Tuesday, April 27, 2010

Do You Know Your Copy Machine History?

In an age where gadgets are commonplace, and the next-best-version rolls out before you’ve seen the first model, it’s refreshing to stop and smell the toner. You’ve printed those urgent reports, distributed them, and won the day: But do you know how it all came together? Here at World Trade Copiers, we’d like to think we’re history buffs in our area of expertise. So we’d like to share a little Copy Machine History 101: How Does a Copy Machine Work?

Welcome to your first, short lesson in xerography! (That’s copy lingo for the “dry photocopying.”) This will be fun, I promise. If you’ve ever wondered how a clean sheet transforms to a photo copy in mere seconds, here’s the breakdown: It’s a five-step technology patented in 1942.

Step 1: Charging
A wire surging with electricity charges a round drum made out of a material that’s photoconductive (receptive to currents when exposed to light).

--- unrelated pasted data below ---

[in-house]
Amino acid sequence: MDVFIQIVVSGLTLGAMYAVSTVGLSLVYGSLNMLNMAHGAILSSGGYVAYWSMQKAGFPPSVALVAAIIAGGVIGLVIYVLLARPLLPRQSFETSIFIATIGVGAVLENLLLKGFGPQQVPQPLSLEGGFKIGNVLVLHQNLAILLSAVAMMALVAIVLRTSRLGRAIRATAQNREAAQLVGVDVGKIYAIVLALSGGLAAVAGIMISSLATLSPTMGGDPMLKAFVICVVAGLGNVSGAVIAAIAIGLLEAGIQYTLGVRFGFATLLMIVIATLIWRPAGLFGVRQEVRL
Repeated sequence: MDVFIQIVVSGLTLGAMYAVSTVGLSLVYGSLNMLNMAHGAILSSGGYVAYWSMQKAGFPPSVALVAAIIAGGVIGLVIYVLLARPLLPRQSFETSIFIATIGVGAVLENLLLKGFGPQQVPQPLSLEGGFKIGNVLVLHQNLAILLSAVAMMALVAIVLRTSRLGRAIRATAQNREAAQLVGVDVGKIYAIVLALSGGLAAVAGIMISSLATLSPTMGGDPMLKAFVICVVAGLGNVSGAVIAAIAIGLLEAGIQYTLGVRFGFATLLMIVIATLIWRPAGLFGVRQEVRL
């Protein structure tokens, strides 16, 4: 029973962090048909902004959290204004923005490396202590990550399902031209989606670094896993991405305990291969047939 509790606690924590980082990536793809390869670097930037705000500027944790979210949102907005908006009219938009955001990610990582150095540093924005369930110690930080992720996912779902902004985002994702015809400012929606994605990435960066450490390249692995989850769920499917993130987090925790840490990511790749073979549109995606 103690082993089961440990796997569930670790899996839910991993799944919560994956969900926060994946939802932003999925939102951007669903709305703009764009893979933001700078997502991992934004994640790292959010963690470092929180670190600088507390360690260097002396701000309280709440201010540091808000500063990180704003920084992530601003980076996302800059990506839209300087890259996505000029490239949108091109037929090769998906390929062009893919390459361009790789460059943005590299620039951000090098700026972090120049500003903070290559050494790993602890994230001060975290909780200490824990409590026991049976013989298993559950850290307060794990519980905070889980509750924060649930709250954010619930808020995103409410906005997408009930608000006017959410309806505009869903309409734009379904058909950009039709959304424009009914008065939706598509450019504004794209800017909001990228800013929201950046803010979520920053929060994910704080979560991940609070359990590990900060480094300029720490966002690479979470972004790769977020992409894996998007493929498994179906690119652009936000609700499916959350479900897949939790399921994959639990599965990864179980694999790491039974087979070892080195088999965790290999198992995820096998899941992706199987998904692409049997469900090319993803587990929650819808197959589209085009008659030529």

Step 2: Exposure
The original copy is illuminated by a strong bulb, which reflects onto the drum. The drum picks up the whites of the page are picked up by the drum conductively, while the writing or dark figures on the page remain as negatives. The drum now carries an electrical imprint of the page.

Step 3: Developing
As the image or words on the drum remain negatively charges. As toner is positively charged, it is electromagnetically attracted to the imprint of these negatively charged surface area.

Step 4: Transfer
The drum, now with toner, rolls the pattern of toner onto a clean sheet of paper.

Step 5: Fusing
A quick blast of heat and another roll bonds the toner to the paper. Voila! A copy machine duplicate is born.

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